User feedback or any other suitable means informs the computer that the alignment operation is complete. Now the display 60 again prompts the user to position the front vehicle wheels 12, 22 in the preselected orientation. User feedback or other suitable means informs the computer that this is done. Now the computer saves the sensed alignment angle again (i.e., front toe). The microprocessor performs a subtraction operation to find a deviation angle, representative of the difference between the alignment angles sensed the first time and the alignment angles sensed the second time. The deviation angle represents the amount of transient error introduced into the angle measurements by undesired compression forces caused by the alignment operation.

The deviation angle is used in any of several ways. In one use, the display indicates to the operator the magnitude and direction of any deviation angle. The operator can then use his own judgment in deciding whether the vehicle needs to be jounced. Alternatively, the deviation angle is compared to a pre-stored tolerance and a warning generated in the event the deviation angle is beyond an accepted threshold. Such warning can be audible, such as an alarm, or visual, such as a textual or graphic message on the display 60. The warning indicates the need for the operator to jounce the vehicle to eliminate or minimize the deviation in angle measurements. In either case, while the jouncing is performed, the computer continues to compute the deviation angle in real time using a current value for the alignment angle at the preselected orientation and the earlier stored value for the same angle. In this way, the computer continually monitors and provides feedback to the operator on the sufficiency of the curative action. In a further alternative use for vehicles in which it is not desired to jounce the suspension, the deviation angle is merely stored and later used to offset alignment angles during actual adjustment procedures. In this way, a mechanic can wait until the end of a full alignment procedure before jouncing the vehicle to correct for deviation angles, or not jounce at all.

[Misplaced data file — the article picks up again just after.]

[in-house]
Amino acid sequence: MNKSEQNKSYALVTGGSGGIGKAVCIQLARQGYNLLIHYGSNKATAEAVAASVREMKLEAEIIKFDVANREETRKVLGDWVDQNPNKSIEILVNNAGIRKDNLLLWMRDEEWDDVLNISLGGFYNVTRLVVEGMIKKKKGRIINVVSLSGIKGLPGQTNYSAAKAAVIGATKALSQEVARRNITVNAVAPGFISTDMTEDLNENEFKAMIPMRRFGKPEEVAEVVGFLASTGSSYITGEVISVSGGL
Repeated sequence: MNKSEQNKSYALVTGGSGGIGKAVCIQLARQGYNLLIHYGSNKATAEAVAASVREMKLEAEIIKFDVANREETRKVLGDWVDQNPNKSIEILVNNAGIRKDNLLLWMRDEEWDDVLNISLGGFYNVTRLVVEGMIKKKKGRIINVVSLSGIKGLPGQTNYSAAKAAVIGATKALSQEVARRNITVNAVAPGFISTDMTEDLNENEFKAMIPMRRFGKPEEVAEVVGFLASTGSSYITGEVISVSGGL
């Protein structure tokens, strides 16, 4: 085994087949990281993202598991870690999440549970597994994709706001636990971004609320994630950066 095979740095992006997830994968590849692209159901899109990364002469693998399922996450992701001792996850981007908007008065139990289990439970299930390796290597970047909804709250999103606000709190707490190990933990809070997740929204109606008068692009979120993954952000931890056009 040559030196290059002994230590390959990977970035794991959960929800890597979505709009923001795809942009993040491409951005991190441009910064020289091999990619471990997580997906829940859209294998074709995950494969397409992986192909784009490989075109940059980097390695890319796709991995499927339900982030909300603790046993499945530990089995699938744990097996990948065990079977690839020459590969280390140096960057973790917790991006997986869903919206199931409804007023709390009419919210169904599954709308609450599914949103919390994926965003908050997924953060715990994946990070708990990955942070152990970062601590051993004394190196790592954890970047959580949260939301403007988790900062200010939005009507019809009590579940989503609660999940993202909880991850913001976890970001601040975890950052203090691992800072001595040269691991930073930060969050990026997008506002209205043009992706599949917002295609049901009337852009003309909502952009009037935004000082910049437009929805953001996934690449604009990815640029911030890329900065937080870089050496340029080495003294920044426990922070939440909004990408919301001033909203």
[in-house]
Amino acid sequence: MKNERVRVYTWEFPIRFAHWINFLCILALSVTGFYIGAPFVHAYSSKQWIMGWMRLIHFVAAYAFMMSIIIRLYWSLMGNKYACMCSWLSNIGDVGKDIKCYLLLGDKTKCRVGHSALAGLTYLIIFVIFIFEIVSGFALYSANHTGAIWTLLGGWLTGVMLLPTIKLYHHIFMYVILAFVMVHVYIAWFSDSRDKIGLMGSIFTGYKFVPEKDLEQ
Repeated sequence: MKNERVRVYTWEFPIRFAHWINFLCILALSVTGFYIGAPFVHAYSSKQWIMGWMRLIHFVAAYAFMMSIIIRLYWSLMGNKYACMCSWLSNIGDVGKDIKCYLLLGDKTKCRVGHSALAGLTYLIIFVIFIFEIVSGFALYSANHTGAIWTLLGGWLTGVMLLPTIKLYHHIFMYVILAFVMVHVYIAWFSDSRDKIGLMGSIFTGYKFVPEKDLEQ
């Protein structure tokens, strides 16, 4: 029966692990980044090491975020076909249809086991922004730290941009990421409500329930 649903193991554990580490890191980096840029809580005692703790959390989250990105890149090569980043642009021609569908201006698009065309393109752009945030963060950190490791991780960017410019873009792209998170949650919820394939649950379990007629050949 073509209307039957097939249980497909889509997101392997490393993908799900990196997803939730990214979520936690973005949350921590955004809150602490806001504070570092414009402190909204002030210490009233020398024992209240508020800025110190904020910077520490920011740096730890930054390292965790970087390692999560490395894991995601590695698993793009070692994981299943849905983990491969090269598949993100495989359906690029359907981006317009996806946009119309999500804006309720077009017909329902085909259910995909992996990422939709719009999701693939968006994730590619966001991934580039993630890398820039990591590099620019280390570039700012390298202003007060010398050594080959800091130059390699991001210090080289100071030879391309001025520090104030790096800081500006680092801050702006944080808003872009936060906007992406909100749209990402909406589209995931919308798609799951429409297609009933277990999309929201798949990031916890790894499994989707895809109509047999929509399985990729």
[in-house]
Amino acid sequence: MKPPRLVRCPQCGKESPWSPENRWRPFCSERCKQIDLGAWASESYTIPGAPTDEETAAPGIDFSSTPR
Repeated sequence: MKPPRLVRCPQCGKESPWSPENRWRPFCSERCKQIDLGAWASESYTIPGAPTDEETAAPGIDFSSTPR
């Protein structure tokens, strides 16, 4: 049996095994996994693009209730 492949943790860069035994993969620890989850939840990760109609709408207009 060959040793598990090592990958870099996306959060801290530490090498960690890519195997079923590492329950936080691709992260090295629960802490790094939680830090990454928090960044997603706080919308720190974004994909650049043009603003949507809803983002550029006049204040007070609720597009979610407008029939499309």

Another embodiment of the present invention is designed for monitoring or compensation of deviation angles in alignment procedures where alignment adjustments are performed while the vehicle is lifted. As before, the software is programmed in the conventional way to enable the operator to complete the following tasks. First, the display prompts and leads the technician through the operation of bringing a particular alignment angle on a particular wheel into a preselected orientation, such as by equalizing front toe. The technician then steers the front steerable wheels 12, 22 until the left wheel's individual toe and/or the right wheel's individual toe are equalized within an established tolerance. The front wheels are now in a preselected orientation that will become useful later in the procedure as well. Through user feedback or any other suitable means, the computer is informed that the front wheels 12, 22 are now in the preselected orientation.